Explore the commands needed to control a range of electronic toys.

     Explore simple simulations and find out ‘what happens if…’

  • Encourage exploratory play with remote control toys, webcams, onscreen activities and simple control devices (e.g. Constructabot, microwave, kettle vacuum etc.)
  • Use control toys in conjunction with stories, (e.g. dress Bee-bot up as a character such as Incy Wincy Spider, and see how many moves it will take to move up the waterspout).
  • Talk about electronic equipment in real-life situations, (e.g. traffic lights, scanners, microwaves, cash tills, etc.) and investigate how they work.
  • Investigate the 'insides' of old equipment (e.g. computer or tape recorder).
  • Demonstrate how batteries make a toy work.
  • Look around the school and environment at technology with control switches, (e.g. photocopier, alarms, washing machines, television sets).
  • Online simulation games

                    Poissonrouge

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          Use a program that allows children to select objects and animate them.

          With help, use buttons to play back sounds on a computer and a sound player.

          Use a variety of electronic toys in play situations, e.g., dance mats, Bee-bots, and remote control toys, using basic directional language.

  • Use programs that allow children to select and animate objects, (e.g. Beep, 2Create a Superstory).
  • Use a digital camera to take pictures of control devices that the children find on a local walk.
  • Incorporate technology into role play areas.
  • Give simple instructions to a Bee-bot, (e.g. to travel to different numbers on a numberline).
  • Model using different types of technology, (e.g. demonstrate how to send a text message).
  • Talk about the different controls on the microwave in cooking activities.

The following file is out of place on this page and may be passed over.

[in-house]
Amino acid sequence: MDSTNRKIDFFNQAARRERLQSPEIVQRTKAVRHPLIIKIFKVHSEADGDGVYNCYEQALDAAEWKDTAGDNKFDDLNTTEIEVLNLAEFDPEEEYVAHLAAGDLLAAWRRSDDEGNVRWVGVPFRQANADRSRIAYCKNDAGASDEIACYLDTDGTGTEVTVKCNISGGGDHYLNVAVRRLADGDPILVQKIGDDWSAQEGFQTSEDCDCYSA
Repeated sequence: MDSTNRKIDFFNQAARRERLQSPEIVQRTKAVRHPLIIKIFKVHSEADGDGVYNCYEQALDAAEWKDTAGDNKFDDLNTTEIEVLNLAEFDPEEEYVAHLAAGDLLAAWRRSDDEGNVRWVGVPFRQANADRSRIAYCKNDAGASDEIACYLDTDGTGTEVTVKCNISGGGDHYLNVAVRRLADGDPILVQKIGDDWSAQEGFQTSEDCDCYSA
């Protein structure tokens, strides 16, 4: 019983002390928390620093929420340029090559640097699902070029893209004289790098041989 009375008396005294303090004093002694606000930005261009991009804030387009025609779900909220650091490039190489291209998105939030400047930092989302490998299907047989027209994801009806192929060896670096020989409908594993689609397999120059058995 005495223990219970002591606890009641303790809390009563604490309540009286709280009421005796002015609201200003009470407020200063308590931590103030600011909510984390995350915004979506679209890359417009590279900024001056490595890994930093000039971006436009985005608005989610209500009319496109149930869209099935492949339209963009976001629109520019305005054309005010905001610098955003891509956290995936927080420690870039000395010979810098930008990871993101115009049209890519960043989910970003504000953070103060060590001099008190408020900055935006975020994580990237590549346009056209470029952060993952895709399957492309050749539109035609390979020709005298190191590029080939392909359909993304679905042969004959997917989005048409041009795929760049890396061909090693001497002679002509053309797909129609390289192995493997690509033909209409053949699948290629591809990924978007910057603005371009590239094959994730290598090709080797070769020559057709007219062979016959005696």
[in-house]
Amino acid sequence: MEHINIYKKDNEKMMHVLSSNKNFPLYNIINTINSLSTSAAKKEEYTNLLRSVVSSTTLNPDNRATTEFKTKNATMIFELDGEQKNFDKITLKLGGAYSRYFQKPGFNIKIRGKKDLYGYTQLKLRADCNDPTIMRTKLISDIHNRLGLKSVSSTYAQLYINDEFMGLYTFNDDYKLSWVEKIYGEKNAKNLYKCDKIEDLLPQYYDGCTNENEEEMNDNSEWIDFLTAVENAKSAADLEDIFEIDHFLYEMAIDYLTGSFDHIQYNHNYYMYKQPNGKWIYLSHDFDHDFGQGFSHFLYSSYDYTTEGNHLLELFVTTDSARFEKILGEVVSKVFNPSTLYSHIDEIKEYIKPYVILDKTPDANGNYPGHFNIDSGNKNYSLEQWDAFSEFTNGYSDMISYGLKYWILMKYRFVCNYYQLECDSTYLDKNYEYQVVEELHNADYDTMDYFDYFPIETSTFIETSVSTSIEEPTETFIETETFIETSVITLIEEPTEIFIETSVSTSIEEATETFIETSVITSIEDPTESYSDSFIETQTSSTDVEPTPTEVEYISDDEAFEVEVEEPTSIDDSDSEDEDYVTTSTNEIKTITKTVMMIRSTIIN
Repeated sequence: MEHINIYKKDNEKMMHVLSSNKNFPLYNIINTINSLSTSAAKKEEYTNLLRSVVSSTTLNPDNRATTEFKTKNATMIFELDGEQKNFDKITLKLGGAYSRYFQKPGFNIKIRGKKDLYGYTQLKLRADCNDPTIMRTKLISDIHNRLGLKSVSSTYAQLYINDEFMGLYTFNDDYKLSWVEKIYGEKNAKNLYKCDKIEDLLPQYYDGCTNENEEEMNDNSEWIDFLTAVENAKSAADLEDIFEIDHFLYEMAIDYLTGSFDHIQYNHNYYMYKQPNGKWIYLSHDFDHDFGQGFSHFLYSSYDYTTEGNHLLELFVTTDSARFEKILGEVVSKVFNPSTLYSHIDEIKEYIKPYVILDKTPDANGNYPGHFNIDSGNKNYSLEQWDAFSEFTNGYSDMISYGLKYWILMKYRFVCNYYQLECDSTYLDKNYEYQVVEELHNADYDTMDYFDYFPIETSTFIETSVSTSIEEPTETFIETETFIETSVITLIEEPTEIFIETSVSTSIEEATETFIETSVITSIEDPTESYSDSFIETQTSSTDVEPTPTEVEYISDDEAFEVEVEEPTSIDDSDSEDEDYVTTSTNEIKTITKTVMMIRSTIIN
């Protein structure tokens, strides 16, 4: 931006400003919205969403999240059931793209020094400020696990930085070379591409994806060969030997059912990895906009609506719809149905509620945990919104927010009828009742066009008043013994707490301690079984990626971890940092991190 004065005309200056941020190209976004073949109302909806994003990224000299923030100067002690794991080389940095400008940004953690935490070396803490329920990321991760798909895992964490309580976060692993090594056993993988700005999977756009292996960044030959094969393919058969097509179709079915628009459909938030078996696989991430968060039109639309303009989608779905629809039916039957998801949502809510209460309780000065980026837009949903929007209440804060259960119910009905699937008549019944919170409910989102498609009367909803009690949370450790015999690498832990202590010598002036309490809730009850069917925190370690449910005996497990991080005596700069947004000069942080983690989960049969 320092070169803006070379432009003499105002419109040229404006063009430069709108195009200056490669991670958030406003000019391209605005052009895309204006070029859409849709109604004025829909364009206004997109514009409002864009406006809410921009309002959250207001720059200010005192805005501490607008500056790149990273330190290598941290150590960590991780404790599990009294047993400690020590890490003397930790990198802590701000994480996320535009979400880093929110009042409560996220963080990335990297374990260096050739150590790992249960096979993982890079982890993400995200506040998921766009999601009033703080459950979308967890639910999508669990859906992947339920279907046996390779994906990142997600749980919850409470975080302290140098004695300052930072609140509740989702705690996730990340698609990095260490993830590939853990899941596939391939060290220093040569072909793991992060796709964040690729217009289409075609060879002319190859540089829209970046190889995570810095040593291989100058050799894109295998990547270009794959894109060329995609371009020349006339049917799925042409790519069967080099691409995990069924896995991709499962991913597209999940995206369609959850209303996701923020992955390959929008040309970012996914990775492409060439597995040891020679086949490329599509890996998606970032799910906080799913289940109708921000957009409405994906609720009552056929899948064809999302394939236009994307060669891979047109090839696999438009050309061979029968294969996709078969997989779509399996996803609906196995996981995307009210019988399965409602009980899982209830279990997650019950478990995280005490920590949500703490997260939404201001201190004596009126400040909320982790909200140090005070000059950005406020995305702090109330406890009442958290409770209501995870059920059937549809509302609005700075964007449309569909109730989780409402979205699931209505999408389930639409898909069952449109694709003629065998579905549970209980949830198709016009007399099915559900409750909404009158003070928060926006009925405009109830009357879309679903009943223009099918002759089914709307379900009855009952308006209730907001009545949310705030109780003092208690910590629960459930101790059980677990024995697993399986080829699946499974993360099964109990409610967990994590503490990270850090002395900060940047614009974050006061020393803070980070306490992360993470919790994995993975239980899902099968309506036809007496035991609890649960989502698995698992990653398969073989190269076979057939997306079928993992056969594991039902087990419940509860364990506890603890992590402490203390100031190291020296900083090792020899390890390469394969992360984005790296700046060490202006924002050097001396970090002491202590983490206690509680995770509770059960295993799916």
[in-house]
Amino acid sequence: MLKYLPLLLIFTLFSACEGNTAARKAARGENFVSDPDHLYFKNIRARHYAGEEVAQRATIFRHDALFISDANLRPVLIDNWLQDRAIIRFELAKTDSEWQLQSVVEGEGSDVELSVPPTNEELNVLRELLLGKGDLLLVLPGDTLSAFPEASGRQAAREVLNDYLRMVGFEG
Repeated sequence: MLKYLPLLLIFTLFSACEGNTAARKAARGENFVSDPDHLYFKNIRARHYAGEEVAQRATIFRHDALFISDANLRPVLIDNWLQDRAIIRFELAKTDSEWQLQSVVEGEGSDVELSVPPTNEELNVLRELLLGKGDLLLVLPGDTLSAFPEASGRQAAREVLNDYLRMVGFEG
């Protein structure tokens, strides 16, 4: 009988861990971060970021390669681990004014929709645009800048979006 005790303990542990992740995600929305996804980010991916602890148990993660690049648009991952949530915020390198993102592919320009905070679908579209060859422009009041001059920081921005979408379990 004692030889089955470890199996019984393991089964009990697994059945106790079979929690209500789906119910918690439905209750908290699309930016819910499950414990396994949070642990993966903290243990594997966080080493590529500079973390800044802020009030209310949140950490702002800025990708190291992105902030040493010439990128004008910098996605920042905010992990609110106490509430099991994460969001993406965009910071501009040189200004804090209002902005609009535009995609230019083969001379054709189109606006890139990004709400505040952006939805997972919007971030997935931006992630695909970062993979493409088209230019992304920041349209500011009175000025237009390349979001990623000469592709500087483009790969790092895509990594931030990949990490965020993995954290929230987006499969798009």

• Allow children to use the photocopier or scanner to save and print out work.

 

 

          Use a shortcut such as an icon on the desktop to navigate to a specific website.

          Explore a teacher-selected website or CD ROM to find a desired page, using hyperlinks and navigation buttons.

 

  • Provide appropriate CD ROMS, (e.g. At the Garden Centre, At the Zoo etc.)
  • Teach the children how to find information from appropriate websites or Espresso.
  • Develop a sense of time by taking pictures outdoors at different times of the year.
  • Record events in the local environment.
  • Put a shortcut on the desktop to a webcam for the children to capture still and moving images.
  • Send a camera home for the children to collect images of their house / neighbourhood.
   

          Use a shortcut such as an icon on the desktop to navigate to a specific website.

          Explore a teacher-selected website to find a desired page, using hyperlinks and navigation buttons.

  • Use programmes (e.g. BBC Learning Zone Broadband Class Clips) and websites to investigate information.
  • Take pictures on visits (e.g. to the shops) and create talking books.
  • Make a 'sound trail' of instructions using talking tins for the children to follow.
  • Look at live webcams (e.g. The Smithsonian Zoo)
  • Explore Google Earth or Google Street View and ask the children to find familiar places.
  • Use the microscope on the IWB.
   

           Interact and explore their environment using multimedia equipment, including digital cameras, video cameras, microscopes, webcams and visualisers to capture still and moving images.

  • Locate the local area on Google maps, and ask the children to draw maps and identify different features.
  • Provide digital cameras for the children to take pictures of features they like and dislike in the local area.

          Use a shortcut such as an icon on the desktop to navigate to a specific website.

  • Visit different websites to learn about different cultures and beliefs.

 

Key to Bullet Points

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Text and Multimedia Images, Video and Animation Sound
Electronic Communication Digital Research Data Handling
Datalogging Logo and Control Simulations and Modelling